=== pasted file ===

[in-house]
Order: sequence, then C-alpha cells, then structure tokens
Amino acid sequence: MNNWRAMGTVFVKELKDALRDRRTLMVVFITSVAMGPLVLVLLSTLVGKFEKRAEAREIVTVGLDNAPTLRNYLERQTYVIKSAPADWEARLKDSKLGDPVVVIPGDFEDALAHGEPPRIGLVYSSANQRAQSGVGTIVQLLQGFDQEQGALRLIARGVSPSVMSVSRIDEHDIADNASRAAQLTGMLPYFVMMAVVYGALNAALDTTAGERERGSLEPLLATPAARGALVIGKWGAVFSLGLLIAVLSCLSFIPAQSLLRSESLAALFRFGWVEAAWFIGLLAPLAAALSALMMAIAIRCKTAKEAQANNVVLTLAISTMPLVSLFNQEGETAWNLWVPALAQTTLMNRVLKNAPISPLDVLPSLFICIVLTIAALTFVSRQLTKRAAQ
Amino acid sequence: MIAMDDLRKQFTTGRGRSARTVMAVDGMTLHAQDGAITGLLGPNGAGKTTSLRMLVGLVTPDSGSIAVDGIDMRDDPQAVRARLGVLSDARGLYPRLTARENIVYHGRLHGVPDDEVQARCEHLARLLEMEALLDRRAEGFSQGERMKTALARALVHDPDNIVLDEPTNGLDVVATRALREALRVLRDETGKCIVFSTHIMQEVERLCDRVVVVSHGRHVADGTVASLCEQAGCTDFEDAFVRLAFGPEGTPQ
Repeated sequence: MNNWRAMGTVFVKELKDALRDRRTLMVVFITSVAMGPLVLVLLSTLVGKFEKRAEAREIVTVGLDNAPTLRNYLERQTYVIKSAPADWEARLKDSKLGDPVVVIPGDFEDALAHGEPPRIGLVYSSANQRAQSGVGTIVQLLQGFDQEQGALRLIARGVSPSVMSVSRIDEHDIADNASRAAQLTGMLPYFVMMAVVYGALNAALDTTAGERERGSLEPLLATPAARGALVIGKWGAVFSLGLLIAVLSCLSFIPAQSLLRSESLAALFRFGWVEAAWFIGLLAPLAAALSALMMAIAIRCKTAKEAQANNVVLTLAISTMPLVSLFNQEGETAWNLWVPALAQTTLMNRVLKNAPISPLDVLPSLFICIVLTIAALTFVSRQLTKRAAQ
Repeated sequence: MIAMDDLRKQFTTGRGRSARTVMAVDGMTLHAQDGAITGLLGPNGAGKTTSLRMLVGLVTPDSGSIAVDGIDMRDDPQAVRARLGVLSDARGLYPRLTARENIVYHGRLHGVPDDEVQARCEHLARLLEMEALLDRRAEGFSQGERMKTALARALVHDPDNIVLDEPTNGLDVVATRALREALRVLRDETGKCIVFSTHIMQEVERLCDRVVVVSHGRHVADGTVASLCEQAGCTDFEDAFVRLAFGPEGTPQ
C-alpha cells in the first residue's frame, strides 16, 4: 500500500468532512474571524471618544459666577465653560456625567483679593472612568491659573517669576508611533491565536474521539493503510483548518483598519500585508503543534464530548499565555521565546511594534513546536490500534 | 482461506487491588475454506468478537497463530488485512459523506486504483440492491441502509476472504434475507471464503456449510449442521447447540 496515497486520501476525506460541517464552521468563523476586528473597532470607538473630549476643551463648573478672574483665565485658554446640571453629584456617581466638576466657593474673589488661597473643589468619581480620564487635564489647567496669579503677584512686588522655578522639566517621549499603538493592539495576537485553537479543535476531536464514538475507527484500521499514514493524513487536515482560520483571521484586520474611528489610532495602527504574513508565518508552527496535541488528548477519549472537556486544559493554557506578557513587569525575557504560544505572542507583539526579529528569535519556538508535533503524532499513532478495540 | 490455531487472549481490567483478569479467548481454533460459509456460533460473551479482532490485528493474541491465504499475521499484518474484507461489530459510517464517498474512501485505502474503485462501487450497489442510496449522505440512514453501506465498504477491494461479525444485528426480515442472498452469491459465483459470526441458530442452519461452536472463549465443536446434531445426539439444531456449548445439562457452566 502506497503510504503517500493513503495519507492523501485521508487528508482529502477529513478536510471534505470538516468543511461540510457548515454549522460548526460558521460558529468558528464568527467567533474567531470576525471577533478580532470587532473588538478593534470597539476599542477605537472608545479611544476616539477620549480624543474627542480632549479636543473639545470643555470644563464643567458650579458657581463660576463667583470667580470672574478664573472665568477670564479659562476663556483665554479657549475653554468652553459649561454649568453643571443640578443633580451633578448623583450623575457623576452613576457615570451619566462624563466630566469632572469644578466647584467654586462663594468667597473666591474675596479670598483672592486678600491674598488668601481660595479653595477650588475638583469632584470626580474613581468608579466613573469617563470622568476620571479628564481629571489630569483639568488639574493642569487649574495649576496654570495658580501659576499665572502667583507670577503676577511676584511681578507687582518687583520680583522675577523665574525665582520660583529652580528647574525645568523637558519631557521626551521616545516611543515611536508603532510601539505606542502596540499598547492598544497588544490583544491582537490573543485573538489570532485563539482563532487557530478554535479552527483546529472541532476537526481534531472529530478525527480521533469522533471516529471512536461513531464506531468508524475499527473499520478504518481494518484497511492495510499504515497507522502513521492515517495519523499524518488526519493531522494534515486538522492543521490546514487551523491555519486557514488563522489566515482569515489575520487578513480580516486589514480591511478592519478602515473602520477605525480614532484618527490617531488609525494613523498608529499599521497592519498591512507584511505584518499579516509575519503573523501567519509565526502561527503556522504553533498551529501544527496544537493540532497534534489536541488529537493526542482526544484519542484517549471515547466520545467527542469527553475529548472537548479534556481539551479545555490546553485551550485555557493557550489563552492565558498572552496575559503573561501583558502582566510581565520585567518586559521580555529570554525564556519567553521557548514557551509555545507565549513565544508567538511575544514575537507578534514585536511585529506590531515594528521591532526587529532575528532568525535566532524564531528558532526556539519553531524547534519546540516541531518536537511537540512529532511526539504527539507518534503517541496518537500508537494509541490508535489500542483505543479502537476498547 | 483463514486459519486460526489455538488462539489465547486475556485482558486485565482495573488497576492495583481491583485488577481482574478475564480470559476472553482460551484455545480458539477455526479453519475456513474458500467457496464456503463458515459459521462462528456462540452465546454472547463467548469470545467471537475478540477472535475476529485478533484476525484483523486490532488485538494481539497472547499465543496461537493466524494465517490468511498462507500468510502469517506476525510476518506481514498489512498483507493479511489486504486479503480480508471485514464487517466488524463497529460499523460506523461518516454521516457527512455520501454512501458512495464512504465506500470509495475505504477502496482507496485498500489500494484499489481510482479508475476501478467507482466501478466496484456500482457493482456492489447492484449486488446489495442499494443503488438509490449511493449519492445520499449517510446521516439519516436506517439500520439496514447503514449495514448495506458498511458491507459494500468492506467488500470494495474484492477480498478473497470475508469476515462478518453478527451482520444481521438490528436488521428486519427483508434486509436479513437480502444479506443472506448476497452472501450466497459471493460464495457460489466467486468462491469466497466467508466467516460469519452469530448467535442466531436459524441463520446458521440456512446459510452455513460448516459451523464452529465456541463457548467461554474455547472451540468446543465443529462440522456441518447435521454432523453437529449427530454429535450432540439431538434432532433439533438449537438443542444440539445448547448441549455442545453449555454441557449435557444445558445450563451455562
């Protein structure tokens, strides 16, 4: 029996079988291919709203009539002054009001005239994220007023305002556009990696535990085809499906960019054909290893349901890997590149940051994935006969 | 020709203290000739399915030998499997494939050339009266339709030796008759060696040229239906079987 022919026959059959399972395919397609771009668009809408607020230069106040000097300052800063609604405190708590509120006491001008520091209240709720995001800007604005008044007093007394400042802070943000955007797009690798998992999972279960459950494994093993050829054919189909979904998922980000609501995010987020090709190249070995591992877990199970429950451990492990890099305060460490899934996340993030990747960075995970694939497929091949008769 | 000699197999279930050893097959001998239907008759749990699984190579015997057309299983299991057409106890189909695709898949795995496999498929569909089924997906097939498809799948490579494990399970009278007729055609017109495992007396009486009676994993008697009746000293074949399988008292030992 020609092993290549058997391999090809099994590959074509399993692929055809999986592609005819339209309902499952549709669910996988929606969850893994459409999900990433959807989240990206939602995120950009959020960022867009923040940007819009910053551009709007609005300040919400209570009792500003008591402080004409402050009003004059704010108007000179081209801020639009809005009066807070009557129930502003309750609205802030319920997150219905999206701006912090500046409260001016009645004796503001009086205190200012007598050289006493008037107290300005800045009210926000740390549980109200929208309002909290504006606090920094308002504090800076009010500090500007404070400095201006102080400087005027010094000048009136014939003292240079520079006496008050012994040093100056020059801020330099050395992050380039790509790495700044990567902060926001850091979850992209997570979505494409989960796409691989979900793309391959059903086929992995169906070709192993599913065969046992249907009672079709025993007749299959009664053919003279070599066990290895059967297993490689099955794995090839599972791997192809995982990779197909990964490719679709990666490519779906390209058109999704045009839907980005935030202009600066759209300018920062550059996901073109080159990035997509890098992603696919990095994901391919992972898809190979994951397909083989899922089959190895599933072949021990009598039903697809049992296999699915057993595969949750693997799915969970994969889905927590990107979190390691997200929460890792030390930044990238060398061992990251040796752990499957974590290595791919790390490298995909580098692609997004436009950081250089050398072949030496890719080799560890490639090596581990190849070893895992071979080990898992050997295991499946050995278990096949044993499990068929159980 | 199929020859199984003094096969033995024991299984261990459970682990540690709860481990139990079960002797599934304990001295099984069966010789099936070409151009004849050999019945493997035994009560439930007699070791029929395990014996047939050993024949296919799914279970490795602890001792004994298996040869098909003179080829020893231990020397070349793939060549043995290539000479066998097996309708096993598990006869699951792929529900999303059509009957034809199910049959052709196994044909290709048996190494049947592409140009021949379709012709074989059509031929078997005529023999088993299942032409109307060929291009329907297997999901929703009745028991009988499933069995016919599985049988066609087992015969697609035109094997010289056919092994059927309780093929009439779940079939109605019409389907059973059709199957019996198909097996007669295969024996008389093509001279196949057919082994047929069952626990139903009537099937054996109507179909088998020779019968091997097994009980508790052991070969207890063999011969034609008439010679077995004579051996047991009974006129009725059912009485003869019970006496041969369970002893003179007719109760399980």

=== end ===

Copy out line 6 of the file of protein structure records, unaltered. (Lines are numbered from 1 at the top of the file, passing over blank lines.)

Repeated sequence: MIAMDDLRKQFTTGRGRSARTVMAVDGMTLHAQDGAITGLLGPNGAGKTTSLRMLVGLVTPDSGSIAVDGIDMRDDPQAVRARLGVLSDARGLYPRLTARENIVYHGRLHGVPDDEVQARCEHLARLLEMEALLDRRAEGFSQGERMKTALARALVHDPDNIVLDEPTNGLDVVATRALREALRVLRDETGKCIVFSTHIMQEVERLCDRVVVVSHGRHVADGTVASLCEQAGCTDFEDAFVRLAFGPEGTPQ